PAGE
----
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    A self-identified California survivalist was sentenced Monday to three consecutive life sentences, without the possibility of parole, in the murders of a couple sleeping on a beach in 2004, as well as the 2017 murder of his own brother. Shaun Michael Gallon, 40, pleaded no contest last month to the murders of Lindsay Cutshall, 22, and Jason Allen, 26, who were shot to death between Aug. 14 and Aug. 16, 2004, as they slept on Fish Head Beach near Jenner in Sonoma County. The case remained unsolved until 2017, when Gallon was accused of using a rifle to kill his younger brother, 36-year-old Shamus Gallon, in the Forestville home they shared with their mother. Following his arrest, Shaun Gallon confessed to the Allen-Cutshall homicides. He pleaded no contest June 13 to all three killings. At the time, Sonoma County officials said there was no apparent motive for Gallon to shoot his brother. “There doesn’t appear to be an altercation of any significance that led to the shooting,” Sgt. Spencer Crum told the Press Democrat. Even prior to his brother’s slaying, Shaun Gallon’s name had long been on law enforcement’s radar. The San Francisco Chronicle reported he was well-known for his erratic behavior, and his rap sheet was a long one. He was convicted in 2009 of assault with a deadly weapon for shooting an arrow at a man in Guerneville, the Chronicle reported. His Facebook page shows multiple photos of homemade bows and arrows, as well as a photo of hiself with a spear he made. “Further, Gallon was also alleged to have attempted to kill a Monte Rio man in June 2004 by using a disguised homemade explosive device, and seriously injuring a second unintended victim when it detonated,” a news release from the Sonoma County District Attorney’s Office read. Gallon was charged in 2017 with felon in possession of a firearm and ammunition, as well as possession of an illegal assault rifle, the district attorney said. The charges to which Gallon pleaded no contest are lengthy, court records show. “There were multiple special allegations and enhancements alleged against Gallon, including that he murdered multiple victims, that he committed great bodily injury on those victims, that he used a firearm to inflict great bodily injury on each of his murder victims and that he had suffered a prior ‘strike’ conviction in 2009 for assault with a deadly weapon,” Ravitch’s news release said. “In his change of pleas, Gallon admitted all charges and enhancements.” Gallon waived all rights of appeal by entering into the plea agreement. Ravitch said the agreement was reached after a review of the records, a review of mitigating material offered by the defense and talks with the victims’ families, as well as the surviving victims of Gallon’s prior crimes. Photos recovered from their camera shows they took photos of one another in front of the Golden Gate Bridge and Alcatraz, the newspaper reported. They then headed north in Cutshall’s red 1992 Ford Tempo for the Sonoma coast, where they found themselves in Jenner, a village Allen had visited a few years earlier. Several witnesses, some conflicting, reported seeing the couple along the way as they stopped for gas and other items. A front desk clerk at the Jenner Inn told police the couple showed up there either Friday, Aug. 13, or the following night. Though the couple ate at the inn, there were no available rooms, so they said they would camp outdoors instead, the Chronicle said. The manager, who declined to give her name, said she chatted with the couple again the following morning when they came in for breakfast. “I asked them if they were having fun,” the woman told the newspaper. “They said they stopped in San Francisco. They were just a happy couple trying to get away for the weekend.” Various accounts indicate Allen and Cutshall were told Fish Head Beach would be a good spot to camp, even though it was illegal to sleep on the beach there.  Police believe it was the night of Aug. 14, 2004, when the couple parked Cutshall’s Tempo in a pullout along nearby Highway 1 before setting up their gear on the beach. According to Sonoma magazine, both made notations in a visitor’s log kept near the beach. “As I stir this mac and cheese, I think to myself, ‘What a wonderful life,’” Allen wrote. “I’ve just spent two awesome days with my fiancée, Lindsay. Can life ever be so perfect? Only with a person who is so great. God gives me this privilege in life and He has given me a wonderful woman to enjoy it.” “The sun is going down in the horizon,” Cutshall wrote, according to the magazine. “All I see is the beams shining on the cliff face. And I know that God is awesome. I look around and I see his creation all around me.” Authorities believe the couple was killed, each by a single rifle shot to the head, that night or early the following morning as they slept in their sleeping bags, their Bible nearby. Family and friends grew concerned when the couple had not turned up back at the Christian camp by Sunday. According to the Chronicle, Lindsay was due to fly home a week later to begin planning her wedding. A missing person report was filed Monday, Aug. 16, by friends at the camp. The couple's bodies were found two days later, first spotted by deputies in a Sonoma County Sheriff’s Department helicopter sent up to search for a man stuck on a cliff near Jenner, the Chronicle reported. Instead, the spotters saw two bodies in bloodstained sleeping bags. With no apparent motive -- there were no signs of robbery or sexual assault at the scene -- detectives were stymied for years. It would take another 13 years before investigators learned what happened or why. ‘I went crazy’  A Sonoma County Probation Department report, obtained by the Press Democrat, paints a disturbing portrait of Gallon’s life and shows ways in which his family shielded him from arrest before he killed his brother. Gallon’s father, David Gallon, admitted to police he got rid of his son’s guns in 2004, a week after Allen and Cutshall were found slain. Shaun Gallon, who had been arrested on unrelated weapons charges, called his father and asked him to dispose of the weapons. David Gallon told investigators he did so “because he feared (Shaun) Gallon was unstable,” the document says. The records show Shaun Gallon became a potential suspect in the double homicide on the beach after deputies found him near a beach in Guerneville with a loaded, stolen gun in the pocket of his camouflage jumpsuit.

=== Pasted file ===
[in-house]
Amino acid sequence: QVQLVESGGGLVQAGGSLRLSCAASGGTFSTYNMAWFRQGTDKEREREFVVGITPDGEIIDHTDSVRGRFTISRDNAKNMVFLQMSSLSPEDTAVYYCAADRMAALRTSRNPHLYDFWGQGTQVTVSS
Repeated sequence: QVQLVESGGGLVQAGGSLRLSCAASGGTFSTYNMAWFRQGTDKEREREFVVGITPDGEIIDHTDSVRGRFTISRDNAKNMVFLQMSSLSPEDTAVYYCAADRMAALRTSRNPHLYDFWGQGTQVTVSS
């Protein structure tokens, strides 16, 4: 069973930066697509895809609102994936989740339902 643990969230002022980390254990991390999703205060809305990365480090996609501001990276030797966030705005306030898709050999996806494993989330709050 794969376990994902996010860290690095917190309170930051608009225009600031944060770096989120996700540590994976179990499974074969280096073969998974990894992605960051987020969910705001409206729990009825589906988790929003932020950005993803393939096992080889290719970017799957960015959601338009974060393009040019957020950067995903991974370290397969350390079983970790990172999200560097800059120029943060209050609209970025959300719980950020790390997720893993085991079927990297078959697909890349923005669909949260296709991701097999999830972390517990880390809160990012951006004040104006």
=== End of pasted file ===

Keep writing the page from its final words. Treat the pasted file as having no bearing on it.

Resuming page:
• President Donald Trump plans to nominate lawyer Eugene Scalia, son of late Supreme Court Justice Antonin Scalia, to serve as his next labor secretary, according to an announcement posted Thursday on Twitter. >> Read more trending news  Scalia, 55, is a partner in the Washington office of Gibson, Dunn & Crutcher, where he specializes in administrative law and handles cases related to labor and employment, according to The Washington Post and NPR. He previously served as solicitor of the U.S. Department of Labor under President George W. Bush. He also served as special assistant to Attorney General William Barr during his previous tenure as Bush's attorney general. 'I am pleased to announce that it is my intention to nominate Gene Scalia as the new Secretary of Labor,' Trump wrote Thursday in a Twitter post.  'Gene has led a life of great success in the legal and labor field and is highly respected not only as a lawyer, but as a lawyer with great experience working with labor and everyone else.'  Scalia has long represented companies that have pushed back against unions and strengthening labor laws, The New York Times reported. In 2005, he was hired by Walmart after former employees sued the company, claiming they had been illegally fired for whistle-blowing, according to NPR. His nomination is likely to get some pushback from Democrats, though he's expected to be easily confirmed in the Republican-controlled Senate, according to the Times and the Post. If confirmed, Scalia will replace outgoing Labor Secretary Alex Acosta, who announced his resignation last week amid criticism of his handling of a secret 2008 plea deal with Jeffrey Epstein. The deal, which came under renewed scrutiny after federal authorities revealed new sex trafficking charges against Epstein last week, allowed the 66-year-old to avoid significant jail time and federal prosecution after he was accused of molesting teenage girls. Acosta's deputy, Patrick Pizzella, will serve as acting secretary of labor after his resignation goes into effect Friday. The Associated Press contributed to this report.